Date of Conferral



Doctor of Education (Ed.D.)




David Weintraub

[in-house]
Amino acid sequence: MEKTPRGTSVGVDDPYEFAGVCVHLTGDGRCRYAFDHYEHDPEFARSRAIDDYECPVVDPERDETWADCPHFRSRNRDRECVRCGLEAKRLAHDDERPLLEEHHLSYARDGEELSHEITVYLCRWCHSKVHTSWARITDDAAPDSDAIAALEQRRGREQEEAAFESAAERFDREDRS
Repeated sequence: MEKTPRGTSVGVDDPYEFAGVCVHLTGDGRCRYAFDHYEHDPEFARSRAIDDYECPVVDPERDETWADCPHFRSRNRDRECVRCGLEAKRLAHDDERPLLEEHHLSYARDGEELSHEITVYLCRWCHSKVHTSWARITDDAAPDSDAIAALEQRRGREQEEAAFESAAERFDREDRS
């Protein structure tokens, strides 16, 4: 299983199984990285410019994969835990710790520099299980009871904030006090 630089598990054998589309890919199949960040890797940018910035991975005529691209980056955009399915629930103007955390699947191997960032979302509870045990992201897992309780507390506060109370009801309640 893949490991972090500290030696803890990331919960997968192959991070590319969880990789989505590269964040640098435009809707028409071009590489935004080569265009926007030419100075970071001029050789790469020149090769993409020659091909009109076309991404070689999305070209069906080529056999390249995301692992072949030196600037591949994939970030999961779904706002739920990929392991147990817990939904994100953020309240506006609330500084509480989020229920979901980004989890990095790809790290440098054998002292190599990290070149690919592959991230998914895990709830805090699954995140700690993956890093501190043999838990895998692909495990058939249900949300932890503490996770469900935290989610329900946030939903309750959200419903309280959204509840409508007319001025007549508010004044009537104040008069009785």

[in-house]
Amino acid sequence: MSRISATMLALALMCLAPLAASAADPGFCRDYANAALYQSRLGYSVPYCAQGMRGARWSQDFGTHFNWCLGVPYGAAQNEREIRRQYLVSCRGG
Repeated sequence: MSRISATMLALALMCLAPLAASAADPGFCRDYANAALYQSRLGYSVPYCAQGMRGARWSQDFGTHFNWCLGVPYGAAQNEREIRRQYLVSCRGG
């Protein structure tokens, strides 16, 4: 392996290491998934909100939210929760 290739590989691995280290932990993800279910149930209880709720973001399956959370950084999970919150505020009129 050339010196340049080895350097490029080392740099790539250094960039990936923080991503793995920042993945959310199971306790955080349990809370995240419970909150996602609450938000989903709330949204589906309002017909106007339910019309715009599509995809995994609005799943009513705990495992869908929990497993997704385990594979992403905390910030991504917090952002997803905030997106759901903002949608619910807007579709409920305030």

Evidence derived from the 2012 and 2015 College Senior Surveys (CSS) noted showed that college seniors, at a historically Black university, graduated with little to average soft skills. Soft skills, such as personal characteristics and relations with others, are needed for students to succeed in postgraduate careers. The purpose of this study was to assess the level to which performing arts instruction (PAI) courses developed college-level students' soft skills. Kolb's experiential learning theory, which defines the learning process as knowledge and skills developed through experiences, and Stufflebeam's evaluation model, which uses context, input, process, and product, were used to guide this study. A case study design was used to discern students' perceptions of PAI to help develop their soft skills and meet employers' expectations. Maximum variation sampling was used to select 15 participants who met the criteria of being a senior performing arts student at the target site. All 15 participants were interviewed. In addition, the collected data were coded, organized into themes, and then I triangulated the participants' responses with the CSS summary report. Findings indicated that while PAI helped students meet employers' hiring expectations in areas of soft skills, it was also revealed that there is a need for soft skills development to be embedded in other programs of study at the target site. Both a 3-day student and a 1-day faculty professional development) session were developed to instruct both groups on the use of soft skills. Implications for positive social change are that a campus-wide model to improve students' soft skills across all academic disciplines may result in improved employment opportunities, thus contributing to the global economy.